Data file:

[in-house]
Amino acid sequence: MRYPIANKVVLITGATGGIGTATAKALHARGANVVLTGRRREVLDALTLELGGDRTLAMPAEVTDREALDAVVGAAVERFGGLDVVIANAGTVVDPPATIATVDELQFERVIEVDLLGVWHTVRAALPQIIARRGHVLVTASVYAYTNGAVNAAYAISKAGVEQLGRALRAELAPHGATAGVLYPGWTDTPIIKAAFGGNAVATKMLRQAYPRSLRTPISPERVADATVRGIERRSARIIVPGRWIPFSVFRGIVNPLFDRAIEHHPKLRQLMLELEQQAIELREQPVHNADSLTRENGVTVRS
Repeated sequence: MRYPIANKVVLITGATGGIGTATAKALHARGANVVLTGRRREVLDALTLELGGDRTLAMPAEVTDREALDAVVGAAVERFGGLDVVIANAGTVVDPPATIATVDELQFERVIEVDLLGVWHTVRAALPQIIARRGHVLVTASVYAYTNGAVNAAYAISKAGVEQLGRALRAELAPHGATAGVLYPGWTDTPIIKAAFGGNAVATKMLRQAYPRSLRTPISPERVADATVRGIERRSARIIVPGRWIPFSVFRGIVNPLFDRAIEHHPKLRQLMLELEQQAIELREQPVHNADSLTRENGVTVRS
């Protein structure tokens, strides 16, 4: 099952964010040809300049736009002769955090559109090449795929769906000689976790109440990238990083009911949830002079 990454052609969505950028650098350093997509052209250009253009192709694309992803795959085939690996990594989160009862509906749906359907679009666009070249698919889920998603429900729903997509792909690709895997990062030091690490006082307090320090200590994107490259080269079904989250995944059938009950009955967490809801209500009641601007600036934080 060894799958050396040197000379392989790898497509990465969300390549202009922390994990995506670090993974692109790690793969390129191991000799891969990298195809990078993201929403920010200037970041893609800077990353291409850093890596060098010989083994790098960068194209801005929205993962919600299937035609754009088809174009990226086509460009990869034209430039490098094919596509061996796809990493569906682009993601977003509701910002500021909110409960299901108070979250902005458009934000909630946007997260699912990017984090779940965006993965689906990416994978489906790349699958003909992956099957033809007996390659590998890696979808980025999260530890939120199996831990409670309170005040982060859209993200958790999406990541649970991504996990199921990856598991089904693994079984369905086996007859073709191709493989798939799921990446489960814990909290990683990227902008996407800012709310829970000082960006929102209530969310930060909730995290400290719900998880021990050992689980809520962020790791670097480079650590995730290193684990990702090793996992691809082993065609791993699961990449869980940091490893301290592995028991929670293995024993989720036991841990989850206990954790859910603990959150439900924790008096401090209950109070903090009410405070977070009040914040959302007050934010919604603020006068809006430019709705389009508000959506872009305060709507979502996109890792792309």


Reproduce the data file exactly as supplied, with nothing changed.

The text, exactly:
[in-house]
Amino acid sequence: MRYPIANKVVLITGATGGIGTATAKALHARGANVVLTGRRREVLDALTLELGGDRTLAMPAEVTDREALDAVVGAAVERFGGLDVVIANAGTVVDPPATIATVDELQFERVIEVDLLGVWHTVRAALPQIIARRGHVLVTASVYAYTNGAVNAAYAISKAGVEQLGRALRAELAPHGATAGVLYPGWTDTPIIKAAFGGNAVATKMLRQAYPRSLRTPISPERVADATVRGIERRSARIIVPGRWIPFSVFRGIVNPLFDRAIEHHPKLRQLMLELEQQAIELREQPVHNADSLTRENGVTVRS
Repeated sequence: MRYPIANKVVLITGATGGIGTATAKALHARGANVVLTGRRREVLDALTLELGGDRTLAMPAEVTDREALDAVVGAAVERFGGLDVVIANAGTVVDPPATIATVDELQFERVIEVDLLGVWHTVRAALPQIIARRGHVLVTASVYAYTNGAVNAAYAISKAGVEQLGRALRAELAPHGATAGVLYPGWTDTPIIKAAFGGNAVATKMLRQAYPRSLRTPISPERVADATVRGIERRSARIIVPGRWIPFSVFRGIVNPLFDRAIEHHPKLRQLMLELEQQAIELREQPVHNADSLTRENGVTVRS
């Protein structure tokens, strides 16, 4: 099952964010040809300049736009002769955090559109090449795929769906000689976790109440990238990083009911949830002079 990454052609969505950028650098350093997509052209250009253009192709694309992803795959085939690996990594989160009862509906749906359907679009666009070249698919889920998603429900729903997509792909690709895997990062030091690490006082307090320090200590994107490259080269079904989250995944059938009950009955967490809801209500009641601007600036934080 060894799958050396040197000379392989790898497509990465969300390549202009922390994990995506670090993974692109790690793969390129191991000799891969990298195809990078993201929403920010200037970041893609800077990353291409850093890596060098010989083994790098960068194209801005929205993962919600299937035609754009088809174009990226086509460009990869034209430039490098094919596509061996796809990493569906682009993601977003509701910002500021909110409960299901108070979250902005458009934000909630946007997260699912990017984090779940965006993965689906990416994978489906790349699958003909992956099957033809007996390659590998890696979808980025999260530890939120199996831990409670309170005040982060859209993200958790999406990541649970991504996990199921990856598991089904693994079984369905086996007859073709191709493989798939799921990446489960814990909290990683990227902008996407800012709310829970000082960006929102209530969310930060909730995290400290719900998880021990050992689980809520962020790791670097480079650590995730290193684990990702090793996992691809082993065609791993699961990449869980940091490893301290592995028991929670293995024993989720036991841990989850206990954790859910603990959150439900924790008096401090209950109070903090009410405070977070009040914040959302007050934010919604603020006068809006430019709705389009508000959506872009305060709507979502996109890792792309």